Wildflowers and Blooming Plants on Full Display at Texas State Parks
AUSTIN— Texas State Parks are in full bloom with an impressive wildflower display of bright blues, deep reds and rich yellows.
Texas is blessed with more than 5,000 species of wildflowers, and this spring has seen a proliferation of wildflower populations. The state’s more than 90 Texas State Parks present some of the best and safest places to view and photograph nature’s bounty of wildflowers and blooming shrubs and trees.
“Spring wildflower displays have been glorious in East, Central, North and coastal Texas recently,” says Jason Singhurst, botanist with the Texas Parks and Wildlife Department. “As more rain is expected over the next few weeks, we should expect increasing splendor in West Texas and other parts of the Lone Star State.”
Currently, every region of the state is presenting different varieties of wildflowers, including:
Central Texas: Vernal Hill Country limestone-influenced thin soils once again have allowed a wildflower eruption into a landscape painted with bluebonnets, Indian blanket, greenthread, four-nerve daisy, wine cups, phlox, Missouri primrose, Drummond’s skullcap, foxglove and Lindheimer’s paintbrush.
Coastal Texas prairies and the South Texas ’Sand Sheet’: An array of wildflowers are on display including prairie clovers, Texas groundsel, woolly whites, wine cups, false dragonhead, coreopsis, queen’s delight, toadflax, sand Brazos-mint, phlox, bluebonnets and side-cluster milkweed.
East Texas: The Pineywoods’ ground flora has been extraordinary with a plethora of wildflowers including violets, trout lilies, trilliums, mayapple, bloodroot, Texas groundsel and Solomon seal.
North Texas: The landscape is bountiful with purple, Indian, and lemon paintbrushes, along with showy evening primrose, blue-eyed grass, buttercups, wild indigo and extraordinary numbers of antelope horn and green milkweeds.
Southwest Texas: Due to record-breaking heat, wildflower displays have been scarce.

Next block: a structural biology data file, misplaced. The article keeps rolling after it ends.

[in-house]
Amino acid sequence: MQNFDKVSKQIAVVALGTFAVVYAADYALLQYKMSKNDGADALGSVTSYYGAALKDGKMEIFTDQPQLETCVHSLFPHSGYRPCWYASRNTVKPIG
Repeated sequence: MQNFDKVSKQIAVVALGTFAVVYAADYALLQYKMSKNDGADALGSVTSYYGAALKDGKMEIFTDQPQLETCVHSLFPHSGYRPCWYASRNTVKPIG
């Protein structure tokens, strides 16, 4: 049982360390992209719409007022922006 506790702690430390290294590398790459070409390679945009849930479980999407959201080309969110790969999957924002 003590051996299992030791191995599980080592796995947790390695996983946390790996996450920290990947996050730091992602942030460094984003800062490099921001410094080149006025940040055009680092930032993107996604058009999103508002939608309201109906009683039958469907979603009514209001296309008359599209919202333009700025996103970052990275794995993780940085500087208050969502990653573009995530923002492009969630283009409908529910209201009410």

West Texas: Drought continues due to little winter rain, which is limiting wildflowers.
“When taking annual family portraits with spring wildflowers, please refrain from sitting in or trampling wildflowers,” says Singhurst. “Sitting or stepping on wildflowers to get photos damages them and reduces or eliminates their ability to reseed themselves for next year. Photos can be framed so the wildflowers enhance the photo, but are not harmed during the process.”
Entering wildflower patches carries the risk of disturbing wildlife resting or hiding in that location, such as nesting birds, or undesirable encounters with venomous snakes and fire ants, so always exercise caution.
Texas State Parks offer great picturesque settings for family wildflower photos away from busy roadways and now is a prime time for unique and diverse wildflower displays.
Park visitors can share their wildflower pictures—and see what’s blooming around the state—on TPWD Instagram, Facebook and Twitter accounts. In addition, check out the TPWD Pinterest board for more pictures of wildflowers.
Recent sightings reported by TPWD staff in Texas State Parks include:
- Caddo Lake State Park— Flowering dogwood tree, pawpaws and Langlois’ violets
- Devils River State Natural Area— Cactus bloom, mountain laurel
- Enchanted Rock State Natural Area— Bluebonnet
- Fort Boggy State Park— Bluebonnet, partridge pea
- Fort Parker State Park— Standing cypress
- Goliad State Park and Historic Site— Texas baby blue eyes
- Guadalupe River State Park— Prairie verbena, blackfoot daisies, bluebonnets, Indian paintbrushes, windflowers and agarita
- Huntsville State Park— Dogwood blossoms
- Lake Bob Sandlin State Park— Spring beauty blossoms
- Lockhart State Park— A pink bluebonnet
- McKinney Falls State Park— Bluebonnets
- Palmetto State Park— Spiderwort, anacua
- Tyler State Park— Redbud tree
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